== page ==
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ARS Home » Plains Area » Brookings, South Dakota » Integrated Cropping Systems Research » Research » Publications at this Location » Publication #315718

Title: The influence of aphids (Myzus persicae) and pink lady beetle larvae (Coleomegilla maculata) on host plant preference of imported cabbageworm (Pieris rapae)

item Lundgren, Jonathan
item LAYMAN, MARISSA - South Dakota State University

Submitted to: Arthropod-Plant Interactions
Publication Type: Peer Reviewed Journal
Publication Acceptance Date: 8/3/2015
Publication Date: 9/1/2015
Citation: Lundgren, J.G., Layman, M.L. 2015. The influence of aphids (Myzus persicae) and pink lady beetle larvae (Coleomegilla maculata) on host plant preference of imported cabbageworm (Pieris rapae). Arthropod-Plant Interactions. 9:507-514.

Interpretive Summary: Butterflies have to weigh a number of factors when deciding when and where to lay an egg. This is particularly important from a pest management perspective for caterpillar pests. One factor that needs to be considered is when potential competitors (e.g., aphids) or predators (e.g., lady beetle larvae) are present on a potential host plant. We tested the influence of these other insects on oviposition choices made by the imported cabbageworm on canola. The presence of aphids did not affect oviposition choice by butterflies. Lady beetle larvae alone also didn’t affect oviposition preference. However, when the aphids and lady beetle larvae were both on the plants, significantly fewer eggs were laid. One possible explanation for this pattern is that butterflies can sense alarm pheromones given off by the aphids, and choose to avoid these plants.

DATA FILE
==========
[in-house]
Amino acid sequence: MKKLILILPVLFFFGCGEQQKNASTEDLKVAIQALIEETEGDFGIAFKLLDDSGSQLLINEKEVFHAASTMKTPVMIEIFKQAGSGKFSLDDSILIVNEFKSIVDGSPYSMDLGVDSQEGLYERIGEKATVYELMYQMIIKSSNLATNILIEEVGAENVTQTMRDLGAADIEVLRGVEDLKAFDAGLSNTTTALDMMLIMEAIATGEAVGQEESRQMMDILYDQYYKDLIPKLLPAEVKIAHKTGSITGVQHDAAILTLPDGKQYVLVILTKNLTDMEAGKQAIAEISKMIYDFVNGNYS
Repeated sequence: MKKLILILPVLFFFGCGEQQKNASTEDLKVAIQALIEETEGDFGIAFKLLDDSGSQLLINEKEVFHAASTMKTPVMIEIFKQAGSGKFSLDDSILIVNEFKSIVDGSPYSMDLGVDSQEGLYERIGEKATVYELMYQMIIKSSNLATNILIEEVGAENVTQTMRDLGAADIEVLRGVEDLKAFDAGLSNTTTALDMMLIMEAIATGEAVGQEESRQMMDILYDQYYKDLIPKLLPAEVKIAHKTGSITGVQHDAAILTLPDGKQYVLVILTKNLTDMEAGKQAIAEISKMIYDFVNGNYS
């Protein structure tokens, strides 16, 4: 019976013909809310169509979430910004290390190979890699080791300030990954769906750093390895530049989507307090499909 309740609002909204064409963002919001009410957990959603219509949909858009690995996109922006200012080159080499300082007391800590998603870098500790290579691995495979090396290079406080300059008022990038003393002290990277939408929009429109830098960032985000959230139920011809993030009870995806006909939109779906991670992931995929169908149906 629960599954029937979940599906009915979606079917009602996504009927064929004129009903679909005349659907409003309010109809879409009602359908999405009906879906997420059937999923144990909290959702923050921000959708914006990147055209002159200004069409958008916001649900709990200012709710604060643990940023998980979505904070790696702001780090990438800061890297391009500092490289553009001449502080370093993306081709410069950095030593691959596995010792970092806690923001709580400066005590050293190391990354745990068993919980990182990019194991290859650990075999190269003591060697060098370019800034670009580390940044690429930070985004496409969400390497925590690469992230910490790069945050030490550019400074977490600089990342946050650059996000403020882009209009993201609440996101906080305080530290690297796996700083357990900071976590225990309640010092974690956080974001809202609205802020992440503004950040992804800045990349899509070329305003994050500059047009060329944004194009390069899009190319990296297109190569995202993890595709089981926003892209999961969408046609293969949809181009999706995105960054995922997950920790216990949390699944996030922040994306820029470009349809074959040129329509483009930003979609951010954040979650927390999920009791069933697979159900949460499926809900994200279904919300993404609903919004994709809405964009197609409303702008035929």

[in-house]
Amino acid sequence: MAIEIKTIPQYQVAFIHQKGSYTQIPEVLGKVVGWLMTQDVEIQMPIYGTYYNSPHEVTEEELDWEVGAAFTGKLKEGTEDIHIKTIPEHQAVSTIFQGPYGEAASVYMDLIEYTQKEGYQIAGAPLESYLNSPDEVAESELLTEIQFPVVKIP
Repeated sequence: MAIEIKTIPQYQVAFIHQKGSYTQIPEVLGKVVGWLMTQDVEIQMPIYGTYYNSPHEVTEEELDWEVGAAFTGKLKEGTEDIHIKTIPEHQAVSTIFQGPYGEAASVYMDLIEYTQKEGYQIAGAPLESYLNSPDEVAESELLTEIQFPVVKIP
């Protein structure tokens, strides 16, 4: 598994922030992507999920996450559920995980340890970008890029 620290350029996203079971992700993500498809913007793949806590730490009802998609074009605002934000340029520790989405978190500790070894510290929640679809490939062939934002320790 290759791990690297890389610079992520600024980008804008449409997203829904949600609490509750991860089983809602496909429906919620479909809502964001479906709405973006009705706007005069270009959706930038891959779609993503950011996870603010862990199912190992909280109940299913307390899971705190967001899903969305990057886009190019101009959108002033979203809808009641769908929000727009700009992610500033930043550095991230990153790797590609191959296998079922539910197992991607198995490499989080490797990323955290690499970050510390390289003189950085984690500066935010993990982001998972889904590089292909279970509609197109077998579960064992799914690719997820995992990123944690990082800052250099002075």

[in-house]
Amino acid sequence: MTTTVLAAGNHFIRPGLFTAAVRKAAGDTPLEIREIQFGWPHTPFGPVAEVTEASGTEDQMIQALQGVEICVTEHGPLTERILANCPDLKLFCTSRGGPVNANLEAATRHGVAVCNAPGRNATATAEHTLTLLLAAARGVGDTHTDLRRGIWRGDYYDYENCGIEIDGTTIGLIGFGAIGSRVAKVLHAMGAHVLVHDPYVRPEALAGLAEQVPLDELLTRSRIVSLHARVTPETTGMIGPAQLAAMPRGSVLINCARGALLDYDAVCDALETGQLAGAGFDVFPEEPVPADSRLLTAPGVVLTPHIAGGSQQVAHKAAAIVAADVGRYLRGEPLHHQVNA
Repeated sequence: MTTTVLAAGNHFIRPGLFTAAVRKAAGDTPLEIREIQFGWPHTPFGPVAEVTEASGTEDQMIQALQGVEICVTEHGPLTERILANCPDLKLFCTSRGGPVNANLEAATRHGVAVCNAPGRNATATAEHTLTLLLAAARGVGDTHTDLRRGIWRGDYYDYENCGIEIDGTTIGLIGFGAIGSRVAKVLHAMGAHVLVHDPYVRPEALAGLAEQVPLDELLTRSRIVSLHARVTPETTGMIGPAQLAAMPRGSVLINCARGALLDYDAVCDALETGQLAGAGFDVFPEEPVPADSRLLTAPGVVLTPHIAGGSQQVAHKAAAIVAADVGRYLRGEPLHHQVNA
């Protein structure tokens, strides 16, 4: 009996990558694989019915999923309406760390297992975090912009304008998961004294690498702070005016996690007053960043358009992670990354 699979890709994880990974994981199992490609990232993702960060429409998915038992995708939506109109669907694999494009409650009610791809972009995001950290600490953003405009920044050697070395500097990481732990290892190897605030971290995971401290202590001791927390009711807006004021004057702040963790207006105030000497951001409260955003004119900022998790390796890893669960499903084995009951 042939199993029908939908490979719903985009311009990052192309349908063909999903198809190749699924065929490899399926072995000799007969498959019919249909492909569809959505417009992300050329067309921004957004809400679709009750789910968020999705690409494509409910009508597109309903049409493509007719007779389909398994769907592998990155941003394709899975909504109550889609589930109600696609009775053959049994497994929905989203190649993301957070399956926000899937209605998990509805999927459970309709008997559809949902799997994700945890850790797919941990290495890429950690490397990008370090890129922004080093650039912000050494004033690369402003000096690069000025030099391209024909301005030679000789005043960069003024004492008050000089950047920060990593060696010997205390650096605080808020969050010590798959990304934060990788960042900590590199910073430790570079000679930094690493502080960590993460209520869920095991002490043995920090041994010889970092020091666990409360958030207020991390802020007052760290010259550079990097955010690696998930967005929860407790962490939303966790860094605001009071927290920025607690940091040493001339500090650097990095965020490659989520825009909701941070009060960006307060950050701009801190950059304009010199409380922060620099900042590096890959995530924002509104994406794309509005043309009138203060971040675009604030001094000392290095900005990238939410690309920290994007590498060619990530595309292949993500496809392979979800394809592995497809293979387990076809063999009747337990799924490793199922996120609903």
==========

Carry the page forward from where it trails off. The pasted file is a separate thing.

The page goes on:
Technical Abstract: Oviposition decisions by herbivorous insects hinge on multiple factors; host plant quality, enemy free space, plant density, offspring performance, and competition for resources all which influence decisions by an ovipositing female. Here, we evaluate whether the presence of aphids (a competitor) or a lady beetle larva (a predator) influence host plant selection by an ovipositing butterfly. In preliminary trials, the butterfly Pieris rapae (L.) (Lepidoptera: Pieridae) had similar larval survival on three putative Brassicaceae host plants, but Myzus persicae (Sulzer) (Hemiptera: Aphididae) had greatest population growth on canola (Brassica napus L.). Based on this information, canola was used as a host plant to determine the influence of aphids and predators on the oviposition behavior of the imported cabbageworm butterfly females by using a factorial design. Butterflies highly preferred plants that had no other insects present and this was reflected in the high number of eggs laid. The presence of a competitor herbivore (aphids) had no effect on butterfly oviposition behavior. However, predators significantly influenced the number of eggs and the location of where eggs were laid on the plants, especially on those plants that had both aphids and a lady beetle larva present in combination.